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The submarine base on Malta was situated on Manoel Island on Lazaretto Creek. This was commissioned as HMS Talbot.

From January 1st 1941 to May 1st 1942 15 submarines of the 10th Flotilla sank 75 enemy ships comprising 4 cruisers, 5 destroyers, 6 submarines,
6 transports, 39 supply ships, 6 tankers, 1 AMC & 8 other miscellaneous vessels.
Total tonnage sunk - 400,000 tons.

Submarines known to have been in the Mediterranean during WWII
Those with links open to a more detailed page. This is a very complex area I am working on.

Ursula Class
Odin Class

Submarine Supply Ships (Depot Ships)

Headquarters Staff

Photo courtesy of John Barnett

Commander G.W.G.'Shrimp' Simpson, CB, CBE. Commander Malta Submarine Base 1942 - 1944.
Simpson arrived in Malta on 8th January 1941.

  Commander G.Turner, OBE
  Lt Commander (E).S.A.MacGregor, OBE - Did some great work in maintaining & repairs to the base & submarines.
  Lt. Commander R.Giddings, OBE
  Captain Cheeseman - Senior Medical Officer. Killed in a bombing raid while onshore on the evening of 2nd March 1942.

Lazaretto Creek, Manoel Island as it was during WWII.
Submarine Headquarters was the building on the right.
Photo courtesy of Barbara Hopkins.


The first submarines to work out of Malta were the large 'P' & 'R' class types. Submarines could be seen in the clear waters of the Mediterranean & the larger the submarine the easier it was to spot. These types suffered many losses. These large types were replaced by the smaller 'U' class types which were more manoeverable.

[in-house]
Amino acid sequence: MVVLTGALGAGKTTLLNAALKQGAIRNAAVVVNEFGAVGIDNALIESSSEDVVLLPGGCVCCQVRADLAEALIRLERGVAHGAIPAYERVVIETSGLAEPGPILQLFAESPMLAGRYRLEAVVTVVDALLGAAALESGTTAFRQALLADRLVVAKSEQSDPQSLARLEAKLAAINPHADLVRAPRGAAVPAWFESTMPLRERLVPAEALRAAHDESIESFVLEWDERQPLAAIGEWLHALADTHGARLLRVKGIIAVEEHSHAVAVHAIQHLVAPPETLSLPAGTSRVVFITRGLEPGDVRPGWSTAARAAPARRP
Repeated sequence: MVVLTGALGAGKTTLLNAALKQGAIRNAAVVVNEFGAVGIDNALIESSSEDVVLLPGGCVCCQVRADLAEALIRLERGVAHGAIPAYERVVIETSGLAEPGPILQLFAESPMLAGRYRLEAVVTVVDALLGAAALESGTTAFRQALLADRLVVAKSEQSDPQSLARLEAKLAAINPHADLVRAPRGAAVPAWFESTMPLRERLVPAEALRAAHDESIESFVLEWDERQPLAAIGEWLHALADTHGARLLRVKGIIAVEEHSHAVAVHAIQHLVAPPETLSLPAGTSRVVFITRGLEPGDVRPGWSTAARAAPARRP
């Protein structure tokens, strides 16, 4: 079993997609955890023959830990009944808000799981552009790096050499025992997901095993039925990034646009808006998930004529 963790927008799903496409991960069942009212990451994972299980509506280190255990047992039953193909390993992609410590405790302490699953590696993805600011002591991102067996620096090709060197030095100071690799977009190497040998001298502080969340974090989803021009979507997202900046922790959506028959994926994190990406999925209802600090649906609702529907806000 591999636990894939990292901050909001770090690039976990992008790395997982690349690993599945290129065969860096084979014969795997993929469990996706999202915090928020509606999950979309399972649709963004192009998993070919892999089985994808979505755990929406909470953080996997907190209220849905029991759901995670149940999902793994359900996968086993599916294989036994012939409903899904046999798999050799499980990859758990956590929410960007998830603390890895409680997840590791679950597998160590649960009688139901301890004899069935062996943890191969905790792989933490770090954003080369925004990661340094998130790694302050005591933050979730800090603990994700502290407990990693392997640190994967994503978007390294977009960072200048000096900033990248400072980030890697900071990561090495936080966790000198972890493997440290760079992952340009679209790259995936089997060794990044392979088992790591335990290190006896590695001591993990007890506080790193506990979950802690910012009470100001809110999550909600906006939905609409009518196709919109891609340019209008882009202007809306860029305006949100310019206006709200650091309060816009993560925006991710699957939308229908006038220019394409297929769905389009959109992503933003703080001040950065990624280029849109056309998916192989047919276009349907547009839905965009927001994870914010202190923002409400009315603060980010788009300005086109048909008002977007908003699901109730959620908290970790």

The Submarine base was Manoel Island in Marsamuscetto Bay to the north of Valletta. This Island was connected to the mainland by a causeway. The Knights of St.John built a Fort here to act as a defense against the Turks in the years leading up to the first great siege of Malta in 1565.
Submarines coming in for refuelling / rest for crews had to lay submerged through the bombing but whether by good aiming or stray bombing some submarines were hit whilst laying on the bottom.
Submarines made continual supply drops to Malta (this was called Operation Magic Carpet) during the siege & these drops along with the fast minelayers - Manxman & Welshman were a vital resupply source between convoys which were invariably hit hard with much of their precious cargo sent to the bottom of the Mediterranean.
HMS Cachalot, Porpoise, Rorqual, Osiris, Otus & Urge made supply drops to Malta including medical stores, kerosene, mail bags, powdered milk, armour piercing shells & petrol.
They were very much a force taking the fight to the enemy when Malta was being hit hard. Patrols would lay off Calabria on Italian soil & shell the railway line which ran close to the coast. This would disrupt lines of communication. Raiding parties would also be dropped by folding canoe to disrupt other communications. Some time later during pre-invasion (of Sicily) preparations raiding parties would be dropped on Sicilian beaches to scout potential landing sites, take inshore depth soundings & assess enemy concentrations.
These submarines would attack Italian re-supply convoys on their way to Tripoli from Italy. The Kerkenah Bank was a notable hunting ground & many Italian & German merchantmen were sent to the bottom here. In March 1940 the submarines Unique, Utmost & Upright all took part in sinkings in this area.
In February however Upright sunk the Italian cruiser Armando Diaz off the Kerkenah Bank.